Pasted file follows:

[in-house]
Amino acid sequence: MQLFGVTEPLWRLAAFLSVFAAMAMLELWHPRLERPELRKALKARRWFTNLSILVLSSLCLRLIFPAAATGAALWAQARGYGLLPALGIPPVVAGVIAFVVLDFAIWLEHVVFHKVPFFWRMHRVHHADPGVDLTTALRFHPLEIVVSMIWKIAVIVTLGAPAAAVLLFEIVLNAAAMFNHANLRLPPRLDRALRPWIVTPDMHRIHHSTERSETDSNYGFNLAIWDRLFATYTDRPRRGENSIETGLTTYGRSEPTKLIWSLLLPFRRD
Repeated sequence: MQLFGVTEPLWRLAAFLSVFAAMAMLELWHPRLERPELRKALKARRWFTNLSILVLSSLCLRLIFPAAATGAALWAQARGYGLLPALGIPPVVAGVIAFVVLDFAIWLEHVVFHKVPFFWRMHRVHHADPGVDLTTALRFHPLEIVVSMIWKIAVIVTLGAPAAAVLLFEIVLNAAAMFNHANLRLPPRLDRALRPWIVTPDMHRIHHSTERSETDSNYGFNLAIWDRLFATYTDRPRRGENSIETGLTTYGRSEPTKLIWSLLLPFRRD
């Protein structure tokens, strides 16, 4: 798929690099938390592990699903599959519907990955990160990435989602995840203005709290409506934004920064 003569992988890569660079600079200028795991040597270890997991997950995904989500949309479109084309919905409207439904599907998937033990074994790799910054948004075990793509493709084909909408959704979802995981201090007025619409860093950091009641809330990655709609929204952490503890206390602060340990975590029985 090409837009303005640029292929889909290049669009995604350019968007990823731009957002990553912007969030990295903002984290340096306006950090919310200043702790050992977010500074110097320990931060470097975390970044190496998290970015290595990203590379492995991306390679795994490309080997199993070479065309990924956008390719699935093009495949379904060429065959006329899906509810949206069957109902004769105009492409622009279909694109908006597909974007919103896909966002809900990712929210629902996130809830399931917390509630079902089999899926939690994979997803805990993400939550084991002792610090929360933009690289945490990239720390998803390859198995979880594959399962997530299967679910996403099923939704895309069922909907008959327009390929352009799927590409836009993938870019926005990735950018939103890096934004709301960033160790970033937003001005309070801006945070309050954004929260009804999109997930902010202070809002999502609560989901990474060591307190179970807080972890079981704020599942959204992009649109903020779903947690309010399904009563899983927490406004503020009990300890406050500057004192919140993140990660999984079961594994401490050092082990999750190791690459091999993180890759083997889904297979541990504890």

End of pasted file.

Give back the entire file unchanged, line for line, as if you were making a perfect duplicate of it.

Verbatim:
[in-house]
Amino acid sequence: MQLFGVTEPLWRLAAFLSVFAAMAMLELWHPRLERPELRKALKARRWFTNLSILVLSSLCLRLIFPAAATGAALWAQARGYGLLPALGIPPVVAGVIAFVVLDFAIWLEHVVFHKVPFFWRMHRVHHADPGVDLTTALRFHPLEIVVSMIWKIAVIVTLGAPAAAVLLFEIVLNAAAMFNHANLRLPPRLDRALRPWIVTPDMHRIHHSTERSETDSNYGFNLAIWDRLFATYTDRPRRGENSIETGLTTYGRSEPTKLIWSLLLPFRRD
Repeated sequence: MQLFGVTEPLWRLAAFLSVFAAMAMLELWHPRLERPELRKALKARRWFTNLSILVLSSLCLRLIFPAAATGAALWAQARGYGLLPALGIPPVVAGVIAFVVLDFAIWLEHVVFHKVPFFWRMHRVHHADPGVDLTTALRFHPLEIVVSMIWKIAVIVTLGAPAAAVLLFEIVLNAAAMFNHANLRLPPRLDRALRPWIVTPDMHRIHHSTERSETDSNYGFNLAIWDRLFATYTDRPRRGENSIETGLTTYGRSEPTKLIWSLLLPFRRD
């Protein structure tokens, strides 16, 4: 798929690099938390592990699903599959519907990955990160990435989602995840203005709290409506934004920064 003569992988890569660079600079200028795991040597270890997991997950995904989500949309479109084309919905409207439904599907998937033990074994790799910054948004075990793509493709084909909408959704979802995981201090007025619409860093950091009641809330990655709609929204952490503890206390602060340990975590029985 090409837009303005640029292929889909290049669009995604350019968007990823731009957002990553912007969030990295903002984290340096306006950090919310200043702790050992977010500074110097320990931060470097975390970044190496998290970015290595990203590379492995991306390679795994490309080997199993070479065309990924956008390719699935093009495949379904060429065959006329899906509810949206069957109902004769105009492409622009279909694109908006597909974007919103896909966002809900990712929210629902996130809830399931917390509630079902089999899926939690994979997803805990993400939550084991002792610090929360933009690289945490990239720390998803390859198995979880594959399962997530299967679910996403099923939704895309069922909907008959327009390929352009799927590409836009993938870019926005990735950018939103890096934004709301960033160790970033937003001005309070801006945070309050954004929260009804999109997930902010202070809002999502609560989901990474060591307190179970807080972890079981704020599942959204992009649109903020779903947690309010399904009563899983927490406004503020009990300890406050500057004192919140993140990660999984079961594994401490050092082990999750190791690459091999993180890759083997889904297979541990504890």